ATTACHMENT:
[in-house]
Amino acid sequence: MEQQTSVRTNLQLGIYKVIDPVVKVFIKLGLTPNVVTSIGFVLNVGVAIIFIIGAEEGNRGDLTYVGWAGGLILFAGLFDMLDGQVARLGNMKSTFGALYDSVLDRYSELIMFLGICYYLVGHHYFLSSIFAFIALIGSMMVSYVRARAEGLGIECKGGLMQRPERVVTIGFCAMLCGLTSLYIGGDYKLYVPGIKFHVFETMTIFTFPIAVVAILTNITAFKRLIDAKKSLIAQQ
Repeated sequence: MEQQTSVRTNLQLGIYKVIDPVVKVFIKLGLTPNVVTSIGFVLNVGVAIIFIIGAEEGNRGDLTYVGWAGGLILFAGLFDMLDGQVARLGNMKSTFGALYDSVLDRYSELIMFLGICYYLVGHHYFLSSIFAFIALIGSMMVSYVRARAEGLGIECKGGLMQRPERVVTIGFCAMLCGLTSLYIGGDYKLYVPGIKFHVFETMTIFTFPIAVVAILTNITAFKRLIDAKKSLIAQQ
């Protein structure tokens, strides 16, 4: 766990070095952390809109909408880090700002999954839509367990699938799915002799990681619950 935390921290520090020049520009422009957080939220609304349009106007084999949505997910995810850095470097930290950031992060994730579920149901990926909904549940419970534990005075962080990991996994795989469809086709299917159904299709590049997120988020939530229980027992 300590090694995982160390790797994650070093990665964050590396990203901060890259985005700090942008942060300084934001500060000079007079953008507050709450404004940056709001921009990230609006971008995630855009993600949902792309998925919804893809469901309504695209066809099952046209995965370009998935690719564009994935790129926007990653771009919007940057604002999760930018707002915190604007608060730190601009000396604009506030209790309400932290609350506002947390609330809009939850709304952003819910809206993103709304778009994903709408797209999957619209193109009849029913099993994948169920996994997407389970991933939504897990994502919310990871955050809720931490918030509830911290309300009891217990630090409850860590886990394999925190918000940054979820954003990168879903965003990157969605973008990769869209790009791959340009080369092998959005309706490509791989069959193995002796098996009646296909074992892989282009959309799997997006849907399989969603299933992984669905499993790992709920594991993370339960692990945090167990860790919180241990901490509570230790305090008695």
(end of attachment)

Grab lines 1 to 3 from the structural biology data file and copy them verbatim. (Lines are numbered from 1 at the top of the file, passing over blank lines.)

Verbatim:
[in-house]
Amino acid sequence: MEQQTSVRTNLQLGIYKVIDPVVKVFIKLGLTPNVVTSIGFVLNVGVAIIFIIGAEEGNRGDLTYVGWAGGLILFAGLFDMLDGQVARLGNMKSTFGALYDSVLDRYSELIMFLGICYYLVGHHYFLSSIFAFIALIGSMMVSYVRARAEGLGIECKGGLMQRPERVVTIGFCAMLCGLTSLYIGGDYKLYVPGIKFHVFETMTIFTFPIAVVAILTNITAFKRLIDAKKSLIAQQ
Repeated sequence: MEQQTSVRTNLQLGIYKVIDPVVKVFIKLGLTPNVVTSIGFVLNVGVAIIFIIGAEEGNRGDLTYVGWAGGLILFAGLFDMLDGQVARLGNMKSTFGALYDSVLDRYSELIMFLGICYYLVGHHYFLSSIFAFIALIGSMMVSYVRARAEGLGIECKGGLMQRPERVVTIGFCAMLCGLTSLYIGGDYKLYVPGIKFHVFETMTIFTFPIAVVAILTNITAFKRLIDAKKSLIAQQ